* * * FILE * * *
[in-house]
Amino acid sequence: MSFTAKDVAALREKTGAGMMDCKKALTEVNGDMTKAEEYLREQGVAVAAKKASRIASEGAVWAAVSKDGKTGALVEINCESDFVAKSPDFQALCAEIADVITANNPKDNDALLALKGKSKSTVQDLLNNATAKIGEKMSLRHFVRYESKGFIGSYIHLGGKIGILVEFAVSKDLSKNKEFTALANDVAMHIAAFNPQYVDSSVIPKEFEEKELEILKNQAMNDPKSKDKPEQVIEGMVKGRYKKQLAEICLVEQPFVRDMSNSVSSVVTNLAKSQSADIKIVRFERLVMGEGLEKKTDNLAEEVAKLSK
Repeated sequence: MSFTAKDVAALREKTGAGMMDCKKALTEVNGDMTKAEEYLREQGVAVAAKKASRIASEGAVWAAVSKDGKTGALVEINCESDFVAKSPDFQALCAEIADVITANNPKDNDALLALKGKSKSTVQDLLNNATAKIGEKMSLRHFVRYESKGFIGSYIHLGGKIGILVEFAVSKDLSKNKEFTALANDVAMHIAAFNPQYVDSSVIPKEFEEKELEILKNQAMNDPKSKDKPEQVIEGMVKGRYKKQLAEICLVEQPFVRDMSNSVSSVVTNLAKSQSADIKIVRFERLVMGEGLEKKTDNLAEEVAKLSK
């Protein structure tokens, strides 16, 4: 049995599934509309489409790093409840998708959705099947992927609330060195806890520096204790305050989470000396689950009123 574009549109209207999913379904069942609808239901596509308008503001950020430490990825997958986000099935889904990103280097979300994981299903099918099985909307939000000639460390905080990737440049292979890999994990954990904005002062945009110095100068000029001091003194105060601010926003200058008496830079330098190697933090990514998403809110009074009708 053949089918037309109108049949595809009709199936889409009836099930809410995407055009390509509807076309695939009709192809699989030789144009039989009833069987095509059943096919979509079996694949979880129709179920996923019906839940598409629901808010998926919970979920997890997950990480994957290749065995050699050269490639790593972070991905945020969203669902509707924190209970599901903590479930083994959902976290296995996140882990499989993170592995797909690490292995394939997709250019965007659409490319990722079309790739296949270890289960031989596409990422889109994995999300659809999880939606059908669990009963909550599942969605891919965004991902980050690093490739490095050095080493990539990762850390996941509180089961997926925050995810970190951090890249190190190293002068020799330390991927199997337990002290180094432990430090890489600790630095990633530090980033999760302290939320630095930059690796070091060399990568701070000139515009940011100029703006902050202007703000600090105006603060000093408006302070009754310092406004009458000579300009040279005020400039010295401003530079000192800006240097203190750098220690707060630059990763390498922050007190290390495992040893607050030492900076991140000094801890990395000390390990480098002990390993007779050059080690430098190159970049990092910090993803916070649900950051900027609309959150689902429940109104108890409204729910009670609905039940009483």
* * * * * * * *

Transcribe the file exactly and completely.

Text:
[in-house]
Amino acid sequence: MSFTAKDVAALREKTGAGMMDCKKALTEVNGDMTKAEEYLREQGVAVAAKKASRIASEGAVWAAVSKDGKTGALVEINCESDFVAKSPDFQALCAEIADVITANNPKDNDALLALKGKSKSTVQDLLNNATAKIGEKMSLRHFVRYESKGFIGSYIHLGGKIGILVEFAVSKDLSKNKEFTALANDVAMHIAAFNPQYVDSSVIPKEFEEKELEILKNQAMNDPKSKDKPEQVIEGMVKGRYKKQLAEICLVEQPFVRDMSNSVSSVVTNLAKSQSADIKIVRFERLVMGEGLEKKTDNLAEEVAKLSK
Repeated sequence: MSFTAKDVAALREKTGAGMMDCKKALTEVNGDMTKAEEYLREQGVAVAAKKASRIASEGAVWAAVSKDGKTGALVEINCESDFVAKSPDFQALCAEIADVITANNPKDNDALLALKGKSKSTVQDLLNNATAKIGEKMSLRHFVRYESKGFIGSYIHLGGKIGILVEFAVSKDLSKNKEFTALANDVAMHIAAFNPQYVDSSVIPKEFEEKELEILKNQAMNDPKSKDKPEQVIEGMVKGRYKKQLAEICLVEQPFVRDMSNSVSSVVTNLAKSQSADIKIVRFERLVMGEGLEKKTDNLAEEVAKLSK
């Protein structure tokens, strides 16, 4: 049995599934509309489409790093409840998708959705099947992927609330060195806890520096204790305050989470000396689950009123 574009549109209207999913379904069942609808239901596509308008503001950020430490990825997958986000099935889904990103280097979300994981299903099918099985909307939000000639460390905080990737440049292979890999994990954990904005002062945009110095100068000029001091003194105060601010926003200058008496830079330098190697933090990514998403809110009074009708 053949089918037309109108049949595809009709199936889409009836099930809410995407055009390509509807076309695939009709192809699989030789144009039989009833069987095509059943096919979509079996694949979880129709179920996923019906839940598409629901808010998926919970979920997890997950990480994957290749065995050699050269490639790593972070991905945020969203669902509707924190209970599901903590479930083994959902976290296995996140882990499989993170592995797909690490292995394939997709250019965007659409490319990722079309790739296949270890289960031989596409990422889109994995999300659809999880939606059908669990009963909550599942969605891919965004991902980050690093490739490095050095080493990539990762850390996941509180089961997926925050995810970190951090890249190190190293002068020799330390991927199997337990002290180094432990430090890489600790630095990633530090980033999760302290939320630095930059690796070091060399990568701070000139515009940011100029703006902050202007703000600090105006603060000093408006302070009754310092406004009458000579300009040279005020400039010295401003530079000192800006240097203190750098220690707060630059990763390498922050007190290390495992040893607050030492900076991140000094801890990395000390390990480098002990390993007779050059080690430098190159970049990092910090993803916070649900950051900027609309959150689902429940109104108890409204729910009670609905039940009483």